Gerdes et al. [19] found that moms endure life circumstances that they cannot control and rate parenting stress as severe. They claimed that experiencing unpredictable life events and, as a result, higher stress caused mothers to be insensitive to their children’s poor behavior. This reduces the mother’s problem-solving skills while also raising her depression symptoms.

The relationship between ADHD and mother depression can be best described using a developmental-transactional paradigm, in which maternal depressed symptoms and child disruptive behavior impact one another. Mothers of ADHD children may experience depression symptoms as a result of reduced environmental reinforcement for child misbehaving. Similarly, parental depression can make it difficult to effectively manage child behavior. Given that early parenting and mother depression independently predict unfavorable outcomes for ADHD children, treatment should address both maternal depressive symptoms and parenting to promote long-term functioning in this population [9].

Regarding the relationship between depression severity and the type of attention deficit hyperactivity disorder (ADHD), we managed to find a statistically significant link between depression severity and both hyperactive and mixed ADHD categories.

Other studies could not find a significant relation between ADHD subtypes and depressive symptom severity [14, 24, 38].

Mothers with hyperactive children are more likely to experience stress, social isolation, self-blame, and sadness. Mothers of children with ADHD mixed and inattentive subtypes are less satisfied with their jobs as parents and frequently experience greater negativity in social situations. They generally feel less competent in their parenting abilities [25].

Regarding the coping styles with stress, the current study’s results found that in (case group) turning to religion had the highest sub-scale mean (13.40 ± 1.85), followed by seeking social support mean (12.66 ± 2.29) and emotional support mean (12.10 ± 2.87), while the lowest sub-scale score was humor mean (6.48 ± 2.72) followed by denial mean (7.94 ± 2.21). The results of descriptive analysis of the case group according to the main coping parameters found that emotional-focused coping had the highest mean (56.10 ± 6.76) followed by problem-focused mean (54.70 ± 8.25), while the lowest score was for the humor mean (6.48 ± 2.72).

This can be comprehended by the idea that an increased score of emotion-focused coping such as turning to religion, seeking socio-emotional support, positive reinterpretation, and acceptance of stressors could be used to minimize the negative emotional consequences of stressful circumstances, as mothers may face a variety of stressors when caring for their ADHD children, such as dealing with their children’s behaviors, overseeing their children’s daily tasks, maintaining family relationships, and asking for social support.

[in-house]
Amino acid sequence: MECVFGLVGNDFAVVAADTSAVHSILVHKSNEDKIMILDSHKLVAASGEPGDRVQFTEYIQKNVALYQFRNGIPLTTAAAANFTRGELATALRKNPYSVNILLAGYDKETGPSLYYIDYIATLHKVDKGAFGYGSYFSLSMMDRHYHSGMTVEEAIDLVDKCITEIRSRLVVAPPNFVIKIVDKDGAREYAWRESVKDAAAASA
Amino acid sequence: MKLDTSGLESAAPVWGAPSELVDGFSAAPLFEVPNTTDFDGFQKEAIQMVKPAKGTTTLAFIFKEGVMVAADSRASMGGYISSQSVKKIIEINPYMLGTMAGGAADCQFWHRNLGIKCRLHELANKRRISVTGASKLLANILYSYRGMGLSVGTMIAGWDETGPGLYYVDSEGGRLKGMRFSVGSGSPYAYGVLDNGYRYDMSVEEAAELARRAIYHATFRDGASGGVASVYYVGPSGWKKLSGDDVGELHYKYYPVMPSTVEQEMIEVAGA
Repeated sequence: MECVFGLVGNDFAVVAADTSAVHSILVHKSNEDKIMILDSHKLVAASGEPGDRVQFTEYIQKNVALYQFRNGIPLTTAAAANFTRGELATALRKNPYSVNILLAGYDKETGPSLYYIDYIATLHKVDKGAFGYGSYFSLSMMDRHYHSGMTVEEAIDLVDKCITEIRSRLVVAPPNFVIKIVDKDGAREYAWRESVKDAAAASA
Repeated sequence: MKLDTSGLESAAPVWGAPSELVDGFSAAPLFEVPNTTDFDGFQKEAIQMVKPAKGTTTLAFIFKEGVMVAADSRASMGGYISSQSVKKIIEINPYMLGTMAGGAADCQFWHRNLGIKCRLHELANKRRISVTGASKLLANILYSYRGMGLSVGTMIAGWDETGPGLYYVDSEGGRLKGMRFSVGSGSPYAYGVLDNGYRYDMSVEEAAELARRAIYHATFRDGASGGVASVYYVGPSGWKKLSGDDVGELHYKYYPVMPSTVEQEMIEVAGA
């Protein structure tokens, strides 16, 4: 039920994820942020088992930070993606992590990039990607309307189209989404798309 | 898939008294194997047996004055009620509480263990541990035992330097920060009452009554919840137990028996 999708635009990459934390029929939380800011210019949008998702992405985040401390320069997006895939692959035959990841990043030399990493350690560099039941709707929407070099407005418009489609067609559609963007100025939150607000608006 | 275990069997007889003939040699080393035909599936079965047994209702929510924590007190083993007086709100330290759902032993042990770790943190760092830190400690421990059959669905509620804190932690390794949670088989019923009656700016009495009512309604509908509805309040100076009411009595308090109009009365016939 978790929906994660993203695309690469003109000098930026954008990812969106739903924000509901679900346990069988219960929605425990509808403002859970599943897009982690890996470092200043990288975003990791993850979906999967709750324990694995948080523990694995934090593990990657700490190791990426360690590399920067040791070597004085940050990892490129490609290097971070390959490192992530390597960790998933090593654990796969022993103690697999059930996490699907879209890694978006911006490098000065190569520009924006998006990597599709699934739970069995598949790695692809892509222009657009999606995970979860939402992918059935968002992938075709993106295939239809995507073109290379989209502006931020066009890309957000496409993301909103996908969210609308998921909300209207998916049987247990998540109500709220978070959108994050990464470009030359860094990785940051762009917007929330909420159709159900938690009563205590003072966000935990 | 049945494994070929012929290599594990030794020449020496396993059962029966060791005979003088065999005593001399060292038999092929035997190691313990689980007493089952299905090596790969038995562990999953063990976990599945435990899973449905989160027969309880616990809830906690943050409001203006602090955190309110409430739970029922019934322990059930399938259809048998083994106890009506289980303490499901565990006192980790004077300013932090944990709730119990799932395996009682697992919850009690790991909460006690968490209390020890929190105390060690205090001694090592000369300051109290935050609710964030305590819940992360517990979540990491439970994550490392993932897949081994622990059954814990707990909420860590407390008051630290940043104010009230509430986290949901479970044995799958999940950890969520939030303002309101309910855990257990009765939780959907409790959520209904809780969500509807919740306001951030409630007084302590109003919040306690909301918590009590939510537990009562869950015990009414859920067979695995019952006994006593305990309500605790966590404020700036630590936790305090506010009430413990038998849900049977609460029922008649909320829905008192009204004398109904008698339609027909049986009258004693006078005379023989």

Regarding the relation between depression severity and coping type among the studied mothers (case group), there was a statistically significant difference among the scores of less useful coping styles in mildly depressed mothers (mean ± SD = 35.29 ± 4.23), moderately depressed mothers (mean ± SD = 34.71 ± 4.57), and non-depressed mothers (mean ± SD = 25.90 ± 5.17).

We also observed a statistically significant positive correlation among the severity of depression with the following coping styles: positive interpretation (p = 0.002), religious turning (p = 0.041), active coping (p = 0.001), restraint coping (p = 0.001), suppression of competing activities (p = 0.001), acceptance (p = 0.019), and planning (p = 0.001).

While we observed no statistically significant distinction in the utilization of humor, emotional-focused coping, or problem-focused coping strategies between depressed and non-depressed mothers, a statistically significant variance was found in the application of less effective coping mechanisms (p < 0.001).

Sabry et al. [33] found that spiritual support was used considerably in mild depression, whereas social support and reframing were used significantly in severe depression. This might be regarded as a spiritual enlargement of the meaning of life and disease, assisting mothers in balancing their obligations while caring for their children. Mothers may reconsider the meaning and purpose of life in light of their religious beliefs.

Using univariate logistic regression analysis to identify depression predictors in group I, the findings revealed that an increase in the score of less helpful coping techniques might lead to an increased risk of depression by OR = 1.438 (1.186–1.743). They continue to feel useless and are unable to function, and their quality of life suffers due to their poor coping strategies.

Negative coping methods may increase an individual’s depression, which may have a detrimental effect on their self-perceived quality of life, which is likely to be higher in the absence of depression. The current study’s findings are similar to those of Chou et al. [8], who found that caregivers’ early adoption of less efficient coping techniques increased the risk that the individual would acquire depressive symptoms.